The S&P/Case-Shiller Home Price Indices are calculated monthly and published with a two month lag. It was reported today that the Standard & Poor's/Case-Shiller's U.S. National Home Price Index rose nearly 3% in 2Q from 1Q. In January we predicted that the housing market will improve in 2Q. It has.
Home prices are still down 15% year-over-year in June (better than the expected consensus decline of 16.4) and down 30% from the peak in the second quarter of 2006. The housing market is bottoming, but there is clearly a long way to go to get back to the peak.
Last week, the NAR reported that existing home sales jumped 7.2% to an annual rate of 5.24 million homes, the highest since August 2007. With the S&P/Case-Shiller housing numbers now showing sequential improvement for the last two months, we would expect the existing home sales numbers to continue to get better in the short run. If house prices have stopped going down and the free money policies persist, it makes sense to think that consumers will have an increased propensity to buy new homes, helping to gradually push market prices for homes higher (with “dark pools” of inventory overhang waiting in the wings to keep a ceiling on any substantial rally) .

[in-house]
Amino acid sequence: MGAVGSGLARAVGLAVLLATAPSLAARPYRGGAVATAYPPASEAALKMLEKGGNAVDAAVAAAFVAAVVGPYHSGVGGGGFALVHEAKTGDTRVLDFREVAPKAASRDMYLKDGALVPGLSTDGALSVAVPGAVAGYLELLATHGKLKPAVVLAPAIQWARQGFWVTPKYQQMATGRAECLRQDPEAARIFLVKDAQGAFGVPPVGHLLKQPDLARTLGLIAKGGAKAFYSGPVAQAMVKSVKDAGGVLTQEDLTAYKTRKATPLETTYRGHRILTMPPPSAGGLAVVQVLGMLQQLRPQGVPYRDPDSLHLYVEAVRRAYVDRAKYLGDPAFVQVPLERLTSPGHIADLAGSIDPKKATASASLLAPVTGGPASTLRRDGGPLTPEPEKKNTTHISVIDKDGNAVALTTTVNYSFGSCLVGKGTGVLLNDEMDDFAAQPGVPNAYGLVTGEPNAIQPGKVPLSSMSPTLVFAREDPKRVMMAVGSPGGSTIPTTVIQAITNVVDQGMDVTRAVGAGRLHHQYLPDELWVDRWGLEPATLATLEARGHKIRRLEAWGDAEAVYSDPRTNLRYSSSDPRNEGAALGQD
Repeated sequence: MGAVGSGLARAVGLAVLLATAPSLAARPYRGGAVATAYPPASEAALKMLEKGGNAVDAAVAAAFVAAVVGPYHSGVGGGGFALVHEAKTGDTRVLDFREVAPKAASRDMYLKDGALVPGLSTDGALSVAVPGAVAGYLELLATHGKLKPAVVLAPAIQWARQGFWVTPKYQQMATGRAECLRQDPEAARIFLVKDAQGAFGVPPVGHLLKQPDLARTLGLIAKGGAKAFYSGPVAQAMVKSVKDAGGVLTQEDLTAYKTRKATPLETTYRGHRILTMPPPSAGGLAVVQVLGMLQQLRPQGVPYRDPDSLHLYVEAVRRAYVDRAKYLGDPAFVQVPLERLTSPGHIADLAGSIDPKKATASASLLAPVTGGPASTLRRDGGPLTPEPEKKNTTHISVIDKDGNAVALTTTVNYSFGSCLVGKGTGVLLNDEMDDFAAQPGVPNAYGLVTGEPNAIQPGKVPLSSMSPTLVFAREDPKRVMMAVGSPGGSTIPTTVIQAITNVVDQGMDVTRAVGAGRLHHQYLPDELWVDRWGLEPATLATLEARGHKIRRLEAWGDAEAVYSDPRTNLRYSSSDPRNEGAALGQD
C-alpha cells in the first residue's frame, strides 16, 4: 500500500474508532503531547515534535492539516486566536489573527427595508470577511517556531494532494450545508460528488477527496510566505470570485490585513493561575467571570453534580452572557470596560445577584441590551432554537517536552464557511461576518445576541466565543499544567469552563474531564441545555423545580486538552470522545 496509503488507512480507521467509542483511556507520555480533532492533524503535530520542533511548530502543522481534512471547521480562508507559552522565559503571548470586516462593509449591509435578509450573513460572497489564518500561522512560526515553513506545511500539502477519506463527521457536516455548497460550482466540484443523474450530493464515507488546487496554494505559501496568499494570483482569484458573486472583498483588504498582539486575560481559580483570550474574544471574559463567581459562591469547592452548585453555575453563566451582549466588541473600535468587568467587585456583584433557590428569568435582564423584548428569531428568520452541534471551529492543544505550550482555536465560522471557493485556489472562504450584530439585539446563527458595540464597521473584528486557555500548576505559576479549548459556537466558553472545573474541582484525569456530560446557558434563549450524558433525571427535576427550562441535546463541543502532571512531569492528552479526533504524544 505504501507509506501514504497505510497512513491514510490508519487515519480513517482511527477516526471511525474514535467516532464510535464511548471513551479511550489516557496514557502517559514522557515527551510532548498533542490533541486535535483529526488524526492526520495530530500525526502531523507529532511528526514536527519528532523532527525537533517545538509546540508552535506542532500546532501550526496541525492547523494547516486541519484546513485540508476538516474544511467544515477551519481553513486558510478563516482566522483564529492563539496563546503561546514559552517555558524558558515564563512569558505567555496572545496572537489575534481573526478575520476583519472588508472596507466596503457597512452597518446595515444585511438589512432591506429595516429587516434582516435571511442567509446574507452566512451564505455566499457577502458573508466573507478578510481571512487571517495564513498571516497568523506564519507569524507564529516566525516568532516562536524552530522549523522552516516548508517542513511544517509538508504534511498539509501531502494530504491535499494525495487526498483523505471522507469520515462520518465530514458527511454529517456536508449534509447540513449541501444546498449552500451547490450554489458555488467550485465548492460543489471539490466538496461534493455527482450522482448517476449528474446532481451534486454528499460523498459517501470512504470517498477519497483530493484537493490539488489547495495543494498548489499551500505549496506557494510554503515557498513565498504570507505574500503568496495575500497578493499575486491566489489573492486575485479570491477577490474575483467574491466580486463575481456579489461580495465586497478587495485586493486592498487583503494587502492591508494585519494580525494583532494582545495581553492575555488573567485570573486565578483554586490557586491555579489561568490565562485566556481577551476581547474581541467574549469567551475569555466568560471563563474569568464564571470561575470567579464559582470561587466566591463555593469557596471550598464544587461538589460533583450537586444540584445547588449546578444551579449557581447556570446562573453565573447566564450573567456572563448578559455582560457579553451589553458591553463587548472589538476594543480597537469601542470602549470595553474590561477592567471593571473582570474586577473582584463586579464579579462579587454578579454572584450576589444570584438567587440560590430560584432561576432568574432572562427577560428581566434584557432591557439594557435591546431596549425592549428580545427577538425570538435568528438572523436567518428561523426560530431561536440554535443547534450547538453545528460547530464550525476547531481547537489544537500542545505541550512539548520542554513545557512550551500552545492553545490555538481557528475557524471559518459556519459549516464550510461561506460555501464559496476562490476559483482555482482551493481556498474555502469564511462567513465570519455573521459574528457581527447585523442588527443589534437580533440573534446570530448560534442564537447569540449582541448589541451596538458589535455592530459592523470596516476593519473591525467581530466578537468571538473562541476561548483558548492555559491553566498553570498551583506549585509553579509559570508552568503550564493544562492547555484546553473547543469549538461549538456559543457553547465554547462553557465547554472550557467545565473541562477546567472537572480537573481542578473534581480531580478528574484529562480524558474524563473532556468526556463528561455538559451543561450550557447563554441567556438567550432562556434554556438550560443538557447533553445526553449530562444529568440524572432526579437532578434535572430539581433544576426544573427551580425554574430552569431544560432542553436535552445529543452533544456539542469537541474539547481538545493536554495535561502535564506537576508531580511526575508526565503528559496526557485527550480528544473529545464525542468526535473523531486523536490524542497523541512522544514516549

As we head into 4Q09, however, we are likely to see the best data points in housing in the rear view mirror as a result of the following three points (reiterated from last week):
(1) THE PEAK SEASON - For those consumers with “need based” moves, it’s August and the kids will be back in school soon, if they aren’t already.
(2) INTEREST RATES - Interest rates are headed higher in Q4. See Keith McCullough’s note on “Bernanke Pandering” and you will get the picture.
(3) THE GOVERNMENT - The Government home buyer stimulant is going to end. The deadline to close a home purchase is November 30, 2009. The process of buying a new home is not quick and easy - finding a home, lining up financing and getting inspections and closing, all takes time to accomplish.
Howard W. Penney
While it’s interesting to have confirmation that one of the most relevant Pain Trades that remains in the hedge fund community is “short the US Consumer”, it’s always interesting to consider the context of that interesting point.
In the 2 part chart below, Andrew Barber shines a light on where this morning’s better than expected US Consumer Confidence number fits. The top part of the chart focuses on the our intermediate term TREND line, whereas the bottom part of the chart broadens our perspective to the long term (back to 1979).